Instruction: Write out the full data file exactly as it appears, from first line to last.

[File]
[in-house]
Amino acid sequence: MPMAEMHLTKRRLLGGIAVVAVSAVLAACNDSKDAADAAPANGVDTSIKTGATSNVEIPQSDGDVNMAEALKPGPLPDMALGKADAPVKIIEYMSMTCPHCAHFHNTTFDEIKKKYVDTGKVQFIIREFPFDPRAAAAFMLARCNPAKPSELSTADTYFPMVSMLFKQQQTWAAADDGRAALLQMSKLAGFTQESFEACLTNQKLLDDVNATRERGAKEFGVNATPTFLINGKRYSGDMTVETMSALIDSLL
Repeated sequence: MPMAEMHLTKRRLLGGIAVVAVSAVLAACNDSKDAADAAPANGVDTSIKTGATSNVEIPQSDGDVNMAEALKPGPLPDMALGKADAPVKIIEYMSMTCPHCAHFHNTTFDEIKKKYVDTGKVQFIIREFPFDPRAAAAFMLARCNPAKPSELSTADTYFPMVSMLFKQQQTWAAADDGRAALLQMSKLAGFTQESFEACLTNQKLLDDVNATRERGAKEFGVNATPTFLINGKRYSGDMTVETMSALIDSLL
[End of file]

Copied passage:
[in-house]
Amino acid sequence: MPMAEMHLTKRRLLGGIAVVAVSAVLAACNDSKDAADAAPANGVDTSIKTGATSNVEIPQSDGDVNMAEALKPGPLPDMALGKADAPVKIIEYMSMTCPHCAHFHNTTFDEIKKKYVDTGKVQFIIREFPFDPRAAAAFMLARCNPAKPSELSTADTYFPMVSMLFKQQQTWAAADDGRAALLQMSKLAGFTQESFEACLTNQKLLDDVNATRERGAKEFGVNATPTFLINGKRYSGDMTVETMSALIDSLL
Repeated sequence: MPMAEMHLTKRRLLGGIAVVAVSAVLAACNDSKDAADAAPANGVDTSIKTGATSNVEIPQSDGDVNMAEALKPGPLPDMALGKADAPVKIIEYMSMTCPHCAHFHNTTFDEIKKKYVDTGKVQFIIREFPFDPRAAAAFMLARCNPAKPSELSTADTYFPMVSMLFKQQQTWAAADDGRAALLQMSKLAGFTQESFEACLTNQKLLDDVNATRERGAKEFGVNATPTFLINGKRYSGDMTVETMSALIDSLL